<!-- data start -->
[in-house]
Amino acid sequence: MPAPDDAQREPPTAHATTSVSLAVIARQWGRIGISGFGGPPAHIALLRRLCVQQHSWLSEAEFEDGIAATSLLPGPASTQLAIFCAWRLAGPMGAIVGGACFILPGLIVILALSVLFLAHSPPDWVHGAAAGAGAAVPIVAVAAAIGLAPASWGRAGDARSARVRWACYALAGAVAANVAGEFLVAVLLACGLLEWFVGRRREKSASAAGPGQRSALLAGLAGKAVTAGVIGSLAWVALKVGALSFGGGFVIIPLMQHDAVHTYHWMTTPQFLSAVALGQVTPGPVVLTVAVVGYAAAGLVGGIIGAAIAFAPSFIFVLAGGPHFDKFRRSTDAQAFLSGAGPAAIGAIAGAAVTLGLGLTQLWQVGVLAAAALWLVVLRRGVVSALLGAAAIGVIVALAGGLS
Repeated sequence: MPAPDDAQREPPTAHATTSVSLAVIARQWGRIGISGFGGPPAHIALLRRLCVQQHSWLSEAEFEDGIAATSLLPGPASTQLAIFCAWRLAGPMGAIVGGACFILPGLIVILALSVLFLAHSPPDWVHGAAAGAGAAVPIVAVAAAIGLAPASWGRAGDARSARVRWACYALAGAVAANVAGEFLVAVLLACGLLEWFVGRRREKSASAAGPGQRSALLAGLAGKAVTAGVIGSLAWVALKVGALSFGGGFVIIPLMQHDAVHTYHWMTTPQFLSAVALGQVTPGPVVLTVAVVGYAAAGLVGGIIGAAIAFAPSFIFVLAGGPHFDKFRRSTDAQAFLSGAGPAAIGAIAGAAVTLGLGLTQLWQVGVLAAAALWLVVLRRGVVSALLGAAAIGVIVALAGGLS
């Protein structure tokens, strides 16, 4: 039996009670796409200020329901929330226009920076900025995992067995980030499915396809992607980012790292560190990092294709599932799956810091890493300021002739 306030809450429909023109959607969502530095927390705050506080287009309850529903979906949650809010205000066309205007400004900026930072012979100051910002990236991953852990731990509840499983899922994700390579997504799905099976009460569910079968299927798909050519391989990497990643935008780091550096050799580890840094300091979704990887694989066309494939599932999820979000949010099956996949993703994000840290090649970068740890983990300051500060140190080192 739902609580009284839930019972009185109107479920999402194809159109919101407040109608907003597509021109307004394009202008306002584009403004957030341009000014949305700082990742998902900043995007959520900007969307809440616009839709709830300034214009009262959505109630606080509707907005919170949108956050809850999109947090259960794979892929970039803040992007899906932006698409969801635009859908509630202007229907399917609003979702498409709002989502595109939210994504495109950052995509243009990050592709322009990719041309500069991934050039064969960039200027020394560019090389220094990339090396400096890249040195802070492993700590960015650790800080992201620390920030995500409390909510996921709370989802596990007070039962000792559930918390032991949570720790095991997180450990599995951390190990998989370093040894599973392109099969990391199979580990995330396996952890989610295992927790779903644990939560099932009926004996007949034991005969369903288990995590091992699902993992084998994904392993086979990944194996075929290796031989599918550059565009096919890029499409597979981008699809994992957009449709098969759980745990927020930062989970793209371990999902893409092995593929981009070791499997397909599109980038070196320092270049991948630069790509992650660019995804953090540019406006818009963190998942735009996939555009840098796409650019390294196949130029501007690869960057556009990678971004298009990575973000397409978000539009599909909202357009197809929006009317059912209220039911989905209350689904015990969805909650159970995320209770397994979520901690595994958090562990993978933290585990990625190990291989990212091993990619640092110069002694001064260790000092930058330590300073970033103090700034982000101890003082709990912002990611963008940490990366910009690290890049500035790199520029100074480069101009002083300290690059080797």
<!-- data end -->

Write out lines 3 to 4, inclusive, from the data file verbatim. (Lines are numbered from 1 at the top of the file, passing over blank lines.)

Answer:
Repeated sequence: MPAPDDAQREPPTAHATTSVSLAVIARQWGRIGISGFGGPPAHIALLRRLCVQQHSWLSEAEFEDGIAATSLLPGPASTQLAIFCAWRLAGPMGAIVGGACFILPGLIVILALSVLFLAHSPPDWVHGAAAGAGAAVPIVAVAAAIGLAPASWGRAGDARSARVRWACYALAGAVAANVAGEFLVAVLLACGLLEWFVGRRREKSASAAGPGQRSALLAGLAGKAVTAGVIGSLAWVALKVGALSFGGGFVIIPLMQHDAVHTYHWMTTPQFLSAVALGQVTPGPVVLTVAVVGYAAAGLVGGIIGAAIAFAPSFIFVLAGGPHFDKFRRSTDAQAFLSGAGPAAIGAIAGAAVTLGLGLTQLWQVGVLAAAALWLVVLRRGVVSALLGAAAIGVIVALAGGLS
């Protein structure tokens, strides 16, 4: 039996009670796409200020329901929330226009920076900025995992067995980030499915396809992607980012790292560190990092294709599932799956810091890493300021002739 306030809450429909023109959607969502530095927390705050506080287009309850529903979906949650809010205000066309205007400004900026930072012979100051910002990236991953852990731990509840499983899922994700390579997504799905099976009460569910079968299927798909050519391989990497990643935008780091550096050799580890840094300091979704990887694989066309494939599932999820979000949010099956996949993703994000840290090649970068740890983990300051500060140190080192 739902609580009284839930019972009185109107479920999402194809159109919101407040109608907003597509021109307004394009202008306002584009403004957030341009000014949305700082990742998902900043995007959520900007969307809440616009839709709830300034214009009262959505109630606080509707907005919170949108956050809850999109947090259960794979892929970039803040992007899906932006698409969801635009859908509630202007229907399917609003979702498409709002989502595109939210994504495109950052995509243009990050592709322009990719041309500069991934050039064969960039200027020394560019090389220094990339090396400096890249040195802070492993700590960015650790800080992201620390920030995500409390909510996921709370989802596990007070039962000792559930918390032991949570720790095991997180450990599995951390190990998989370093040894599973392109099969990391199979580990995330396996952890989610295992927790779903644990939560099932009926004996007949034991005969369903288990995590091992699902993992084998994904392993086979990944194996075929290796031989599918550059565009096919890029499409597979981008699809994992957009449709098969759980745990927020930062989970793209371990999902893409092995593929981009070791499997397909599109980038070196320092270049991948630069790509992650660019995804953090540019406006818009963190998942735009996939555009840098796409650019390294196949130029501007690869960057556009990678971004298009990575973000397409978000539009599909909202357009197809929006009317059912209220039911989905209350689904015990969805909650159970995320209770397994979520901690595994958090562990993978933290585990990625190990291989990212091993990619640092110069002694001064260790000092930058330590300073970033103090700034982000101890003082709990912002990611963008940490990366910009690290890049500035790199520029100074480069101009002083300290690059080797």